Coronavirus update: Baltimore County resources remain woefully inadequate
Posted by Buzz Beeler on 31st March 2020
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As the COVID-19 Coronavirus epidemic worsens, we need strong leadership in Baltimore County.

Hopefully, Johnny O and his administration will begin to understand that a 9-to-5 response to the crisis is unacceptable.

Recently, Dr.Anthony Fauci stated in a news conference that the death toll in the United States could reach 200,000+. In addition to the fatalities, we could see an economic disaster unlike any other time in history.

With that in mind, one should consider the number of vulnerable at-risk senior citizens who are living alone or independently. When they are at home late at night and have a question about the coronavirus–which has the ability to spread three times faster than the flu, wouldn’t it be nice for them to hear a calming voice on the other end of the phone?

But that won’t happen in Baltimore County, where the “hotline” only stays heated up between normal business hours.

Rather, those vulnerable seniors will have to rely on the internet, where they will more than likely see videos like this:

(Warning, the following video contains graphic footage of coronavirus patients. Viewer discretion is strongly advised.)

 


Folks, The Baltimore Post chose to use this graphic video in hopes of scaring the hell out of people. Gov. Larry Hogan lamented that many people are ignoring his plea to shelter in place and practice social distancing, which is why he signed an executive order for everyone to stay at home.

As the Governor stated, ““We Are No Longer Asking Or Suggesting That Marylanders Stay Home, We Are Directing Them To Do So.”

Folks, this is the grim reality for every citizen in the United States, not just Baltimore County. This deadly virus continues to attack citizens and strain the government’s ability to respond.

And that is why we need strong leadership on the local level, not just the national or state level.

On the surface, it seems that Baltimore County is fully engaged with providing the citizens with all the necessary information in a cohesive manner:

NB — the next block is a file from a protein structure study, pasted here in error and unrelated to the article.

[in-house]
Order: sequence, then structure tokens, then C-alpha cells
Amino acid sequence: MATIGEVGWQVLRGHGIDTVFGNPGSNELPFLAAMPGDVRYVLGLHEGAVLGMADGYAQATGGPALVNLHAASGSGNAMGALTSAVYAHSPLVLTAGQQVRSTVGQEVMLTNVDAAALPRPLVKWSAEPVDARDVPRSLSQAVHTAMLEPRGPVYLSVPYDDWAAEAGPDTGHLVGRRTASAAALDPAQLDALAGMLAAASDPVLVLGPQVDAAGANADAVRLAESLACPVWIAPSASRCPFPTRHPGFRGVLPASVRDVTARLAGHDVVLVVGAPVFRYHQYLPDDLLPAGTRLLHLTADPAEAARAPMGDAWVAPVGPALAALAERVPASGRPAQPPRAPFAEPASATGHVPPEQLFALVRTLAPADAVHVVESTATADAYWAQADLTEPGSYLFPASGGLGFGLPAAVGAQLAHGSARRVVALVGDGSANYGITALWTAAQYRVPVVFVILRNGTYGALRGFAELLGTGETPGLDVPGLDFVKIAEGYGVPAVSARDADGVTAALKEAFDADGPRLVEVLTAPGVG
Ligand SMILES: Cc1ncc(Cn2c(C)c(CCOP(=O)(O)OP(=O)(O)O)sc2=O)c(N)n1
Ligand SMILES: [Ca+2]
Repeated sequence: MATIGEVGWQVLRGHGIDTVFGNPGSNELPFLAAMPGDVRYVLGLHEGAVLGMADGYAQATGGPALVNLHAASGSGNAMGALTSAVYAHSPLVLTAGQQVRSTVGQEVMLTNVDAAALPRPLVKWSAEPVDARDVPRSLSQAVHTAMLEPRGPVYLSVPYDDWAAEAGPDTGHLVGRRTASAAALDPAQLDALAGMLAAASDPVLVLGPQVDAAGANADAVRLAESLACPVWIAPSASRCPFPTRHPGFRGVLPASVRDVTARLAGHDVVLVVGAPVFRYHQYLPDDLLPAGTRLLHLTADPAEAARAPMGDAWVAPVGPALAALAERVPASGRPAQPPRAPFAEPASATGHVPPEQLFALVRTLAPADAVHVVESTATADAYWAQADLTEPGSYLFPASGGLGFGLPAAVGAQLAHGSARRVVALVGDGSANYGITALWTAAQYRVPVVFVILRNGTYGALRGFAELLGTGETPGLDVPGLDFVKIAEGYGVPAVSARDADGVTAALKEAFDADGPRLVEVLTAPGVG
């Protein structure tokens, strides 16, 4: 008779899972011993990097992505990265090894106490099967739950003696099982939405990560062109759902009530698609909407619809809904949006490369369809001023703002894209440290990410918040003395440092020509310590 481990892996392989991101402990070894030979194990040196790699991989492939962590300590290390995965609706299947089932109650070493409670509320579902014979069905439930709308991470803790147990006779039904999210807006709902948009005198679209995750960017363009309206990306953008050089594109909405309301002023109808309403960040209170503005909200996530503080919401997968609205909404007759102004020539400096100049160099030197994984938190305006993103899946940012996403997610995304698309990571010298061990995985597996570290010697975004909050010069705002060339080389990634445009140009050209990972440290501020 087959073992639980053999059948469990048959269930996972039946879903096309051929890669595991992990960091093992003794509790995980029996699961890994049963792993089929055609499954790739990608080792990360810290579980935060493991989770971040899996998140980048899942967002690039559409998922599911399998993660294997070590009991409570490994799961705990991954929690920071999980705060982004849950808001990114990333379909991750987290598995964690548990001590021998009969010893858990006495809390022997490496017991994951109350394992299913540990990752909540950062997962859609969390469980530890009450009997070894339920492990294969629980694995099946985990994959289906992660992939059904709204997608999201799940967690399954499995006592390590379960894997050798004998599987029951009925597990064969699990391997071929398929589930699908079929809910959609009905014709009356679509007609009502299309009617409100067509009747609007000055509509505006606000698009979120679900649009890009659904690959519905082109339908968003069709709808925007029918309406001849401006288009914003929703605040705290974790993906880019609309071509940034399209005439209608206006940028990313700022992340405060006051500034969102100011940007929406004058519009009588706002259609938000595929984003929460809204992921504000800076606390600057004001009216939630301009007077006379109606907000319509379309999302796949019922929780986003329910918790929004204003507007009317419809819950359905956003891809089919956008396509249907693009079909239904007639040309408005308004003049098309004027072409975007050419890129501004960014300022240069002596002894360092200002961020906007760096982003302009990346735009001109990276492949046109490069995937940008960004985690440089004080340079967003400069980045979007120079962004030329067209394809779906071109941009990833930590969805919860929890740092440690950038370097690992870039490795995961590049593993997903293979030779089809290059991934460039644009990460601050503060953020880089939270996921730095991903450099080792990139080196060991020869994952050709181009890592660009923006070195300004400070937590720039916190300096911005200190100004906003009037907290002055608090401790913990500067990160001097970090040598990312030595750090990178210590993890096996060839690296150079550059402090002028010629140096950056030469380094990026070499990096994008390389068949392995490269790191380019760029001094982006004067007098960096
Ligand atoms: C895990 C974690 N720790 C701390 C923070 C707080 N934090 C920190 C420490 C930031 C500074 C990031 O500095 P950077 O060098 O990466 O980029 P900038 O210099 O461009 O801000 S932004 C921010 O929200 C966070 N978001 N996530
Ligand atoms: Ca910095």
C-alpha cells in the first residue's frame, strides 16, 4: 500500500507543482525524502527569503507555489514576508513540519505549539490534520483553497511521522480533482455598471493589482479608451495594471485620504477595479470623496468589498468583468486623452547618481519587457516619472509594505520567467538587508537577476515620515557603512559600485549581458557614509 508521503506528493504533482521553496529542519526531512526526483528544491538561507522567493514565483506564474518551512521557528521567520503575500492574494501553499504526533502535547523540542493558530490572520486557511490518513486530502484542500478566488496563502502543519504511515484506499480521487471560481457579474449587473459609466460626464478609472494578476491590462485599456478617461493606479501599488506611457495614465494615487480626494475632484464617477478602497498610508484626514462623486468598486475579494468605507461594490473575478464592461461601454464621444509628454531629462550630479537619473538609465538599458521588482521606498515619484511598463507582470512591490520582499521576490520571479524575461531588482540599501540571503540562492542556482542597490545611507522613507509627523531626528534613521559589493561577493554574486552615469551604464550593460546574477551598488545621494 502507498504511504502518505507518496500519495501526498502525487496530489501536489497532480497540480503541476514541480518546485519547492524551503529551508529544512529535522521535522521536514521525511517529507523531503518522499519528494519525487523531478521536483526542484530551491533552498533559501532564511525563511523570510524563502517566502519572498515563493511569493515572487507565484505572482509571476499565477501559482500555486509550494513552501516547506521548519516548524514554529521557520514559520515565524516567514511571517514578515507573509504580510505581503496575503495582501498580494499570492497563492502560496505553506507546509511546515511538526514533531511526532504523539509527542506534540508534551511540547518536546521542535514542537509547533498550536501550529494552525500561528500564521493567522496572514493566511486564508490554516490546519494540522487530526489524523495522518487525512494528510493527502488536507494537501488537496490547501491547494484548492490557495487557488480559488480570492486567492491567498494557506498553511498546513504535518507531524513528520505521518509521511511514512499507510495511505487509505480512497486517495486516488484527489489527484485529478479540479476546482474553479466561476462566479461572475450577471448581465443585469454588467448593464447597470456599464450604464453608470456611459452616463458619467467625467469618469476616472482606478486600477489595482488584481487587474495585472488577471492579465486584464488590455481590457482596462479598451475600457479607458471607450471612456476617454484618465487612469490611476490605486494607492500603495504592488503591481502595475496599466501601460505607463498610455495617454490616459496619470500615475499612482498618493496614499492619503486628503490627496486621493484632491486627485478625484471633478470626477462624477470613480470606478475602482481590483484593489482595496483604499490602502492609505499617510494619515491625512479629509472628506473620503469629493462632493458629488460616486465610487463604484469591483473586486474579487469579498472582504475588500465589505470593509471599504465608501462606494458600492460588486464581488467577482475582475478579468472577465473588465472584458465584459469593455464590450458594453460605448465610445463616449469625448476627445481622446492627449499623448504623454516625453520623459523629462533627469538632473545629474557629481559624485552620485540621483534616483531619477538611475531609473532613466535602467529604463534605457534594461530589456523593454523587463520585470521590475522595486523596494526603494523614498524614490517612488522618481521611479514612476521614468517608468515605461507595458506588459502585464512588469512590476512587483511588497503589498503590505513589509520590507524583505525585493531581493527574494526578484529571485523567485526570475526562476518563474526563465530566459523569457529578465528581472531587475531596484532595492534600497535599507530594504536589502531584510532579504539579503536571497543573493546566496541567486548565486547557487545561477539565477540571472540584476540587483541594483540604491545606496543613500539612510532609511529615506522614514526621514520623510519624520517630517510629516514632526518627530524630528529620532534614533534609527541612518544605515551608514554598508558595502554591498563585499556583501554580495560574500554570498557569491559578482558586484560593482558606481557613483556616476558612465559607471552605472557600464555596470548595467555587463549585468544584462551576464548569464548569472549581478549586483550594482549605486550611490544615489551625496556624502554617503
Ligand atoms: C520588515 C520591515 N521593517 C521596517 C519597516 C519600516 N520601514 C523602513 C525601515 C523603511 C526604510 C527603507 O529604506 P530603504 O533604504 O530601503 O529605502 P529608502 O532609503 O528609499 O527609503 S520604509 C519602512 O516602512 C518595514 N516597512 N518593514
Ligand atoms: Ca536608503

“Keeping residents safe and informed remains our highest priority,” County Executive Johnny Olszewski said. “Baltimore County’s agencies have been coordinating in preparation for the arrival of COVID-19, and we are prepared to respond to any potential impacts the virus has on our communities.”

Sadly, that is not the reality. The Baltimore County COVID-19 virus information website is “a convoluted mess” according to a former county employee who is quite familiar with the technology involved to create and maintain such a site.

Such difficult-t0-navigate government sites are one of the reasons people are instead flocking to social media to get their information. One would think that a strong leader would reach those constituents by posting messages related to the crisis.

At least Johnny O’s Facebook page has a number of posts dealing with this deadly pandemic:

Johnny O’s Facebook page

However, we’re perplexed that Baltimore County is asking for assistance getting thermometers for our first responders as they help battle this deadly virus.

In hindsight, maybe the county would have the such supplies on hand if they didn’t provide $82 million in corporate welfare to Tradepoint Atlantic.

Folks, we’re just continuing to scratch our heads about the fact that nothing has changed regarding the phone numbers listed on the county’s website.

Despite our coverage on this very important communication “lifeline” to a county gripped in fear, the status quo continues.

The below message is posted on the Department of Aging phone line:

Department of Aging Voicemail System

 

Sadly, the coronavirus does not adhere to a 9-to-5 schedule.

The Baltimore Post urges Johnny O and his administration to make information more easily available to our most vulnerable citizens. Fix the website to be more user-friendly. Provide 24/7 coverage for the county hotline so citizens can get information when it is most convenient to them, not when it is convenient for the county government.

We believe the county’s investment in these essential lifelines will be most beneficial for our most vulnerable residents, who currently face a nightmare of uncertainty.

 

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